Published May 8, 2017
The Jacobs School of Medicine and Biomedical Sciences graduated 130 medical students during its 171st commencement on April 28.
Thirteen students in the Class of 2017 earned dual degrees:
Michael E. Cain, MD, vice president for health sciences and dean of the medical school, presided over the ceremony at the Center for the Arts.
The student speaker, Stephen Macari, expressed his gratitude for the supportive environment that his classmates helped create throughout their four years of the University at Buffalo’s medical education program.
“In the same way that we relied on one another here at UB, so too must we find strength in each other as we greet our new colleagues and friends,” he said.
“With some of my final words here at UB, I want to thank you all for the wisdom, knowledge, experiences, laughter and kindness you have shared with me, and I am excited for each of you to continue to do so as we progress through this incredible journey.”
Macari urged the graduating students to take a moment to think about the people who helped them cope with the challenges and difficulties of medical school, and he emphasized that his classmates played an important role in helping him handle his own challenges.
“I know that in this moment, I feel the kinship I felt when each test was bearing down on me, and it was that kinship that helped me know that I am not alone, and each of you here is not alone either, wherever you go,” he said.
Macari, who will undertake a residency in family medicine at the University of Colorado, had optimistic words about the future: “I have no doubt that each of us will find some challenges along our journey wherever it takes us, just as I have no doubt we will rise to meet them with all of the experiences we have had here.”
During the ceremony, Margarita L. Dubocovich, PhD, SUNY Distinguished Professor of pharmacology and toxicology, received the UB President’s Medal, which recognizes extraordinary service to the university.
Dubocovich is considered the world’s foremost authority on melatonin and the regulation of the hormone’s receptors in the brain and body. She is credited with discovering melatonin receptor subtypes that have revolutionized the field, and her research has significantly broadened the scientific understanding of melatonin and its effect on circadian rhythms, sleep disorders and depression.
She focuses on seeking and developing novel molecules that can mimic or counteract the actions of melatonin.
Dubocovich’s lab is researching melatonin’s mechanism of action at the MT1 and MT2 G-protein coupled receptors. Her research team ultimately aims to discover novel drugs that act on each subtype.
Dubocovich, who has been honored for her mentoring work, has served as the primary thesis adviser for multiple students and has mentored dozens of postdoctoral fellows, doctoral students, master’s students and combined BS/MS students.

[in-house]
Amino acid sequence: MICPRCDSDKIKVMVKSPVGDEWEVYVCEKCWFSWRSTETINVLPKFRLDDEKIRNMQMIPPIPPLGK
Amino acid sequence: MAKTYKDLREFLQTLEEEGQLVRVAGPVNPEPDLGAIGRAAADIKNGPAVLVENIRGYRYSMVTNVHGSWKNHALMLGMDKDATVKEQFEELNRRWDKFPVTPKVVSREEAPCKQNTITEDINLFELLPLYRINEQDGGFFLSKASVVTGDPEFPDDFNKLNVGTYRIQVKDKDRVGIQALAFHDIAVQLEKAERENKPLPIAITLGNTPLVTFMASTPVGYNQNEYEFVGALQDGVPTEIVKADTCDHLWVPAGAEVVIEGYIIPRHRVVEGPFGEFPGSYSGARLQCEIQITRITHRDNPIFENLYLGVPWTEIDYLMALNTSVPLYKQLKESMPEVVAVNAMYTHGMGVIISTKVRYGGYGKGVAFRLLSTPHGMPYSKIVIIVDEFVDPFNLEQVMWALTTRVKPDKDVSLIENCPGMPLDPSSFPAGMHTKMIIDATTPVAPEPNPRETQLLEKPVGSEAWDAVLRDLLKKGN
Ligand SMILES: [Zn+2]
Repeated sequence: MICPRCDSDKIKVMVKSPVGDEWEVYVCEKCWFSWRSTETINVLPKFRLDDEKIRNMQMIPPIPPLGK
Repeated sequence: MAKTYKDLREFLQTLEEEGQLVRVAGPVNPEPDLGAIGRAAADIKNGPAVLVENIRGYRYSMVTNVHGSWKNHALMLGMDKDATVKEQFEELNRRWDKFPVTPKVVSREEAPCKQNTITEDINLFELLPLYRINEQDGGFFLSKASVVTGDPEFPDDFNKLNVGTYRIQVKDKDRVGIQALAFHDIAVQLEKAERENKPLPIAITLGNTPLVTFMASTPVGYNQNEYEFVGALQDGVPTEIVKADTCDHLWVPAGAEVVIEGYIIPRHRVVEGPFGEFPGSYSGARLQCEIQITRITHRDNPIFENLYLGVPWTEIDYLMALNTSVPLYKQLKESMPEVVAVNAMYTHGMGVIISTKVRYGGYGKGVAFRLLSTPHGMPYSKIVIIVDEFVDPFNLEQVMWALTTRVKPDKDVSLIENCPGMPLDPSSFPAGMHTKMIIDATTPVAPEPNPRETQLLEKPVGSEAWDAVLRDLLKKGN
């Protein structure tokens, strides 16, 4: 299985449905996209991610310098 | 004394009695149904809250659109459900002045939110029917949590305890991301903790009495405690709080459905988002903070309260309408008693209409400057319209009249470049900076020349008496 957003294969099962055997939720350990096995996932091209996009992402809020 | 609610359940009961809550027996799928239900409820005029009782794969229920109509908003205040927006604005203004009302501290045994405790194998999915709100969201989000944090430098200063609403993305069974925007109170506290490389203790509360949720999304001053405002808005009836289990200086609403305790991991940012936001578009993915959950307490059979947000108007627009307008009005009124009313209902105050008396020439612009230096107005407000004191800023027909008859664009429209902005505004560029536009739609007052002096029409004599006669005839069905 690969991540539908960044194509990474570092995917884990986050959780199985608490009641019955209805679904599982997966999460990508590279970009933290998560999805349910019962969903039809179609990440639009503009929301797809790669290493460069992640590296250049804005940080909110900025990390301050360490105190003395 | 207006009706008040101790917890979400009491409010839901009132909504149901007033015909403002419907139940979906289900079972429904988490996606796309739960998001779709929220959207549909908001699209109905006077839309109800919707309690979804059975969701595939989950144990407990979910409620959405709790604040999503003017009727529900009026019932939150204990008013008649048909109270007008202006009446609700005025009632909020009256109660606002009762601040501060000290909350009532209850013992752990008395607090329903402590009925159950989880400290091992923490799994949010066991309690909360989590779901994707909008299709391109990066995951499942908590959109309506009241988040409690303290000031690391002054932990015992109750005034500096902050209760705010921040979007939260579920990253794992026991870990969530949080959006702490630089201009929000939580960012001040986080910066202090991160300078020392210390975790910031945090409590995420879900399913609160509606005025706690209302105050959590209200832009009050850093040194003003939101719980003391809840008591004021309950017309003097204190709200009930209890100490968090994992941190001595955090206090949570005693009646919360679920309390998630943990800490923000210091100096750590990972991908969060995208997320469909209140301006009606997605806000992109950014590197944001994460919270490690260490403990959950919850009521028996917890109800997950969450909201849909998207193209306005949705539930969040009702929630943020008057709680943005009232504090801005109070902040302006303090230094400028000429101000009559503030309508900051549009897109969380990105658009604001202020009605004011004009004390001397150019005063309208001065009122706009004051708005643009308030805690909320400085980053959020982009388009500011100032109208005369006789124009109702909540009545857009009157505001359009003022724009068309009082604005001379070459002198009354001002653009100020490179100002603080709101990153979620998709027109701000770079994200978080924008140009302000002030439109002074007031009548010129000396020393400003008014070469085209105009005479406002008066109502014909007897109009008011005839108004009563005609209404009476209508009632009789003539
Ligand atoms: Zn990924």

As senior associate dean for diversity and inclusion, Dubocovich is leading efforts to build a culturally and intellectually diverse and inclusive academic community within the medical school.
Sanjay K. Jain and Alexandra Taffany, editors of the Iris medical school yearbook, spoke about the book’s dedication to the late Avery K. Ellis, MD ’77, PhD ’79, MBA.
Ellis was the former senior associate dean for medical curriculum and an associate professor of medicine and physiology. The Class of 2017 was the last to experience his guidance and mentorship before his death.
“As the last class to have Dr. Ellis as an instructor, we are lucky to have been able to experience his passion and learn from his enthusiasm,” said Jain.
“We know that we will keep the lessons he taught us close to our hearts, and we strive to emulate his kindness and selflessness,” Taffany emphasized.
The graduating classes of 2015 and 2016 also dedicated their yearbooks to Ellis. The Class of 2015 noted that he was an “outstanding leader” who helped them overcome obstacles, and the Class of 2016 said that his contributions were essential in preparing students for graduation.
Steven A. Wartman, MD, PhD, was the honored speaker. Wartman is president of the Association of Academic Health Centers, a nonprofit organization that supports and promotes the mission of academic health centers.
Cain noted that Wartman’s presence at the ceremony was “especially timely as we are only a few months away from the opening of the new, downtown home of the Jacobs School of Medicine and Biomedical Sciences at UB, which will dramatically expand and strengthen the academic health center in Western New York.”
In Wartman’s talk, “The Physician in the 21st Century,” he highlighted the importance of compassion in medicine.
“I implore you, as you begin your careers, to be guided by the importance of sympathy and concern for the sufferings and misfortunes of others, and to be steered by the principle that your patients are your best teachers,” he said.
Wartman reflected on the ways medicine has changed over the past several decades and argued that a new paradigm for health care is being created, which requires physicians to master both new and old skills.
Wartman discussed some of the “new” skills — including learning how to best work with machines and adapting clinical practice to new systems — and assured the graduates of their ability to handle new developments.
He emphasized that the “old” skill of compassion “may be the most important of all in the coming era of technologically-enhanced medicine” and “has and will continue to endure the test of time.”
He concluded with words of encouragement: “I wish all of you, on the threshold of such a promising future, a world filled by achievement, fulfillment, peace and — above all — compassion.”